Once the hallmark of low-end online ads—dancing girls for dating sites and jiggling bellies for weight loss products—animated GIF images are popping up everywhere. You'll see them used throughout Tumblr and even on big news sites in place of video.
An animated GIF file is like a little cartoon and is much smaller than a video file. It's easy to attach to an email, post to Facebook or pop into your own blog.
You can make animated GIFs for free from your smartphone , which is probably what you are using to shoot photos and video anyway. You'll need an app such as GIFBoom (the runaway favorite for iPhone), that's available for free from the App Store and for Android from Google Play.
You may log in with Facebook, Twitter or an email address. Choose a video from your phone's camera roll. GIFBoom converts your video into single frames. Choose up to 20 sequential frames to make your animated GIF. You then have the option to have your GIF play backwards or forwards.
You can add filters for different effects, such as black and white, sepia or night-vision (which makes everything green). Then preview your GIF and save it. At this point, you can email or text it to a friend or post to social media accounts, including Facebook, Twitter and Tumblr. (You can see an example of a canon firing on the GIFBoom site.)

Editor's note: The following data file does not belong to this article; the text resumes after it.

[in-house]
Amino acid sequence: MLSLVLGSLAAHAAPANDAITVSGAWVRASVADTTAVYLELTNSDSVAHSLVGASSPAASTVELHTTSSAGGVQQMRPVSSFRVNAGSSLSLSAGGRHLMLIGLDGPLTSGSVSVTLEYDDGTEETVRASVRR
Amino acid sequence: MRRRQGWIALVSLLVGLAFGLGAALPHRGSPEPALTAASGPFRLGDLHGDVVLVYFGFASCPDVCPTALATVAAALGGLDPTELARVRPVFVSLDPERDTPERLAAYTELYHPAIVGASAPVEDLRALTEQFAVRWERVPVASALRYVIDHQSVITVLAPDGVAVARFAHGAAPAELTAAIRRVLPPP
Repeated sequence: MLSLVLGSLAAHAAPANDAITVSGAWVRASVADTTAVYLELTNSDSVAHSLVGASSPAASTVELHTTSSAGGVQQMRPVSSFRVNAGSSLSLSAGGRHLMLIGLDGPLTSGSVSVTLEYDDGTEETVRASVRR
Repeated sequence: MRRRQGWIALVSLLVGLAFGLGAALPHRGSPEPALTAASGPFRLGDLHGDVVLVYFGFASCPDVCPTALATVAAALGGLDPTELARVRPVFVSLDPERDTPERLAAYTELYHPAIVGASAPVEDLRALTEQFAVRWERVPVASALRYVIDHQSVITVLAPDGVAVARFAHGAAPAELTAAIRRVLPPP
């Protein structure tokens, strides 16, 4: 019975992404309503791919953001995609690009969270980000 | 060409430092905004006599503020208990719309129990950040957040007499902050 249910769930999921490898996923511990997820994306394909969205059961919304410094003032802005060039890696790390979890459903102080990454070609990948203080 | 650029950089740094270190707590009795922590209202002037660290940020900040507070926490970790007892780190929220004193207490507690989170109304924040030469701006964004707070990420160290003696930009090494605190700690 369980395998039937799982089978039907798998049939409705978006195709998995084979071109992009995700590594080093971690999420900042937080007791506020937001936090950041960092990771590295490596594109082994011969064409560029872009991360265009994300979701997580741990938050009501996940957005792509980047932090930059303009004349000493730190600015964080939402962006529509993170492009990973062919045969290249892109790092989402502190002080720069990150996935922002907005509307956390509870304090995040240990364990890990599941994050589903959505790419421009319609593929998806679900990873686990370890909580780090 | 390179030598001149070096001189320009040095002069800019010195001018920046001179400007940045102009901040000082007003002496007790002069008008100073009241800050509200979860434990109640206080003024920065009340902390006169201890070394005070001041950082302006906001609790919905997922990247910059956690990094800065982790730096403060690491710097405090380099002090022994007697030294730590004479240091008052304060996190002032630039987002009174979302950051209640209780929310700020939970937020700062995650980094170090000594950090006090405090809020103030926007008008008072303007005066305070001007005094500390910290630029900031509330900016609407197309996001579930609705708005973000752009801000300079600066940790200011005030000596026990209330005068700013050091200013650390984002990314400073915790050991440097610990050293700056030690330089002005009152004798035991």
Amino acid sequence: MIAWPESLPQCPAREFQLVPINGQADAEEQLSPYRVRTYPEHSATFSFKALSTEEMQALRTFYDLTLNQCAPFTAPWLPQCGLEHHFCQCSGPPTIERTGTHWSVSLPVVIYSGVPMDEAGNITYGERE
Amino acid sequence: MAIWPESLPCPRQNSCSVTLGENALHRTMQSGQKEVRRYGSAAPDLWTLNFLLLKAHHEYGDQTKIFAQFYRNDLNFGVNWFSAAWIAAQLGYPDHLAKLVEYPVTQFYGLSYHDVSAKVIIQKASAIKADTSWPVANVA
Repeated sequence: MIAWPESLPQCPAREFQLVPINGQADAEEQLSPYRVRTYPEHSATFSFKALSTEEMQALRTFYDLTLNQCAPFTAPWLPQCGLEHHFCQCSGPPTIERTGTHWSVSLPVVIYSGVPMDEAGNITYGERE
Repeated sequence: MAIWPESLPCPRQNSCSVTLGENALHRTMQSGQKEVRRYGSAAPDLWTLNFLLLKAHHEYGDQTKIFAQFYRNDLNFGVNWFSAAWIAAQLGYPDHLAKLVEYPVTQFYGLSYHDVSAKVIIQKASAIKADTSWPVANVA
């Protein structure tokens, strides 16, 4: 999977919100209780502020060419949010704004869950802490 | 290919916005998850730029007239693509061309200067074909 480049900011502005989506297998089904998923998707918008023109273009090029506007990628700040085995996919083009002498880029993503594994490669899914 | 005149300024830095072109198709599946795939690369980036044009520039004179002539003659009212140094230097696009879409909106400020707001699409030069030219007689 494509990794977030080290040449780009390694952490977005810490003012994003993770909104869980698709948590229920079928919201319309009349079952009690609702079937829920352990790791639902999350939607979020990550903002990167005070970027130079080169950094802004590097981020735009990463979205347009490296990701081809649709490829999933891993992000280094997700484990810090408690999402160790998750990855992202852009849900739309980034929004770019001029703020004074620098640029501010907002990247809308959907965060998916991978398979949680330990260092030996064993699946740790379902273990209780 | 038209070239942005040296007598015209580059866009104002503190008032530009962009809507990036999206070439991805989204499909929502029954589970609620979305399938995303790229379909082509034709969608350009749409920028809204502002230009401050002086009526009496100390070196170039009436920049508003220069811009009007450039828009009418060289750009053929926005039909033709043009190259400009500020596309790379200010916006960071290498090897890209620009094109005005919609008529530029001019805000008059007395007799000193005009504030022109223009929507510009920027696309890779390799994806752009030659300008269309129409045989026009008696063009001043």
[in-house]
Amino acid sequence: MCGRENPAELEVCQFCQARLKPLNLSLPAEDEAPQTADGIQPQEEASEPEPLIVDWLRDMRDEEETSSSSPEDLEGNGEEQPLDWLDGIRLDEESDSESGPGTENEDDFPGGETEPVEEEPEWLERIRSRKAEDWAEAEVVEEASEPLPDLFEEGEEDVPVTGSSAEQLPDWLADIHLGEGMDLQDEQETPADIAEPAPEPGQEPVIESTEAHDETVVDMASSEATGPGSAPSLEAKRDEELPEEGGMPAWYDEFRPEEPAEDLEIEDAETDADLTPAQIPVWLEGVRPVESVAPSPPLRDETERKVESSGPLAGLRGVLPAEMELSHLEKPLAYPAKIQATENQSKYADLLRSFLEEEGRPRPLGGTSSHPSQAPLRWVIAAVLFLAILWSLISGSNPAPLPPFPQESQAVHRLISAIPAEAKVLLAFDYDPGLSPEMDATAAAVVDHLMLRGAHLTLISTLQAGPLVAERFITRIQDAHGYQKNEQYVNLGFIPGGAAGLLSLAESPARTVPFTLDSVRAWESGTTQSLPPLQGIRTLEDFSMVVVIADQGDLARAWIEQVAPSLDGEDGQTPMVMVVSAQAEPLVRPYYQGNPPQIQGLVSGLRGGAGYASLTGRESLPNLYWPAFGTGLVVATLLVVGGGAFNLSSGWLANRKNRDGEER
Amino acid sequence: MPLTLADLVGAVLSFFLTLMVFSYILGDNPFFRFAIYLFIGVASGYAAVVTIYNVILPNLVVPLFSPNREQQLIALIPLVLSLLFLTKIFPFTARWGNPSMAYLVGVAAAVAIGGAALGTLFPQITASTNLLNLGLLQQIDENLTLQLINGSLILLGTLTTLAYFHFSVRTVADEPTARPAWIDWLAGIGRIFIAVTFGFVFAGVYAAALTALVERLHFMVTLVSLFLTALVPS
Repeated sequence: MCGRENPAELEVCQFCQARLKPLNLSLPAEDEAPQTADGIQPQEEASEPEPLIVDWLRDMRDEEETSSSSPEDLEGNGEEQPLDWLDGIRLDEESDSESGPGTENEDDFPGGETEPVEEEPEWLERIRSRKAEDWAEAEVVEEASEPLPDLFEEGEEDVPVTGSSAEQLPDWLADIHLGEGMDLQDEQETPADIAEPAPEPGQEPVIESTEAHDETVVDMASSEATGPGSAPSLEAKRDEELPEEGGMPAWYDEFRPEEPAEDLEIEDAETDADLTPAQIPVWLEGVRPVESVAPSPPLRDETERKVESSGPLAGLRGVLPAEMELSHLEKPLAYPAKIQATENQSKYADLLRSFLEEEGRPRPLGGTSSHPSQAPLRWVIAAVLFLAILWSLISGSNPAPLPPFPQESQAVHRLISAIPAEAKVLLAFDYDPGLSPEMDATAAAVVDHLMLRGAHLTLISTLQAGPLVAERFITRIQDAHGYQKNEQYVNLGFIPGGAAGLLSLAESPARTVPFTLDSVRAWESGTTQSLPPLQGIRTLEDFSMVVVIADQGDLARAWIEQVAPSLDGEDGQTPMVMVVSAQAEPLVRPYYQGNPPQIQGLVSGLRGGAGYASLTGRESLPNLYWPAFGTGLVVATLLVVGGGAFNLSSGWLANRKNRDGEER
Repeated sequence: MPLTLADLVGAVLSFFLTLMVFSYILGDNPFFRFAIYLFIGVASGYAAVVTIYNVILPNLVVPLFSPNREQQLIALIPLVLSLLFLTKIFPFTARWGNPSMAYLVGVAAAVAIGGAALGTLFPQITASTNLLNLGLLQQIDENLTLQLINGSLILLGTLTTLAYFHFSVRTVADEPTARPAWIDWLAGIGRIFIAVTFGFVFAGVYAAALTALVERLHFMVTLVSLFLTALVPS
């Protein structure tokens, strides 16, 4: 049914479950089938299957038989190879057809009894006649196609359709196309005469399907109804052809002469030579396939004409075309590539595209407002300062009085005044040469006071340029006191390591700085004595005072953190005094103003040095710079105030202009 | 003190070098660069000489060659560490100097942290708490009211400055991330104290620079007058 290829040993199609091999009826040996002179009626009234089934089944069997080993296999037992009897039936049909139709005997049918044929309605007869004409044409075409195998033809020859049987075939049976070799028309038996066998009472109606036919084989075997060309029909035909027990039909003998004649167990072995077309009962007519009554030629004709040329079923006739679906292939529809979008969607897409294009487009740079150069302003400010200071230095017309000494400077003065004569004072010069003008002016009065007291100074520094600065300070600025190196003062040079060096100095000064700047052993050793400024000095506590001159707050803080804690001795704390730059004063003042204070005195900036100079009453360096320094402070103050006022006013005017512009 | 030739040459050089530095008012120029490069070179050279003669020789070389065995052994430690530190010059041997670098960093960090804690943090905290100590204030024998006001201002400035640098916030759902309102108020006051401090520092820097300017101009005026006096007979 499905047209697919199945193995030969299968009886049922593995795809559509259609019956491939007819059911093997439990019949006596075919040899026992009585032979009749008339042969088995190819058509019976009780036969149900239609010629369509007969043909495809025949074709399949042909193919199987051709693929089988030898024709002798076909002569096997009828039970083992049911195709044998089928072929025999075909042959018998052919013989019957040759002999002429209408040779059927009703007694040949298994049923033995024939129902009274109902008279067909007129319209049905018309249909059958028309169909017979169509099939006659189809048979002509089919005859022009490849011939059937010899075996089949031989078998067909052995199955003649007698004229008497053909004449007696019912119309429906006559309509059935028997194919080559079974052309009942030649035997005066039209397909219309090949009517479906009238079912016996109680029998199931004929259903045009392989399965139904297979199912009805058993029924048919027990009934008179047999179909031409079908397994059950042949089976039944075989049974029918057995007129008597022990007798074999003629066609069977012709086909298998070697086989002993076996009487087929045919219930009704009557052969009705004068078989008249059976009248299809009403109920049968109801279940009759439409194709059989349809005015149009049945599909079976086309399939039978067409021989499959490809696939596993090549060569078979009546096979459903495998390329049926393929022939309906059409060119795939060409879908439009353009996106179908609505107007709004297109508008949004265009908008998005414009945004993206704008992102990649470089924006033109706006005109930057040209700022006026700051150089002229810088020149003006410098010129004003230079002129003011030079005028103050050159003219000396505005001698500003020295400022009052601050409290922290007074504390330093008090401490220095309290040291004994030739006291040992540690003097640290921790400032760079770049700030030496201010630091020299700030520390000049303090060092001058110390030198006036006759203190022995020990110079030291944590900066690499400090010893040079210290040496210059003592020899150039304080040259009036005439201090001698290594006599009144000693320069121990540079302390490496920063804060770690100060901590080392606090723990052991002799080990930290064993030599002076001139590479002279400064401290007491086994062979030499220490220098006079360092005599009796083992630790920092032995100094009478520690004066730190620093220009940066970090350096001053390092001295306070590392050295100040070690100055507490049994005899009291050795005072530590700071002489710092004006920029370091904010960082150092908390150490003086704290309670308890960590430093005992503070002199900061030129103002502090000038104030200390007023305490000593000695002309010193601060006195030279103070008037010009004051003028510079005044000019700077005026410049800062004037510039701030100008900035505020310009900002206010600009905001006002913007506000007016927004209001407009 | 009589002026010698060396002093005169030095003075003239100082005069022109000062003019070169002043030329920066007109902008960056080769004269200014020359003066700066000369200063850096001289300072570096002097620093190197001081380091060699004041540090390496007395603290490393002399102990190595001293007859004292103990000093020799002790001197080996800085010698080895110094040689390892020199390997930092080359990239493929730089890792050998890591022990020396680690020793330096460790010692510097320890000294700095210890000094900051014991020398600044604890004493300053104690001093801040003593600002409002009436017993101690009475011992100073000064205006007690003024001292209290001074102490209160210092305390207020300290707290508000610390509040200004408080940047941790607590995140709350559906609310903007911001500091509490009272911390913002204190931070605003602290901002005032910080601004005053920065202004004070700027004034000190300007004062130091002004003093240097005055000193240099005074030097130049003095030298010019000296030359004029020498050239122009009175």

You can also make GIFS from still images stored in your phone or take pictures (in a quick series like a flipbook). You can choose up to 20 images for your GIF. If you want to save a GIF to your own camera roll, go into the app's "Advanced Settings" and turn on "Save to Camera Roll."
GIFBoom is also a social network like Instagram . In fact, it's tough to tell the difference between the two when you log on. You can browse by popular GIFs and search by tags. Any GIF can be "reboomed" (reposted) to your own newsfeed.
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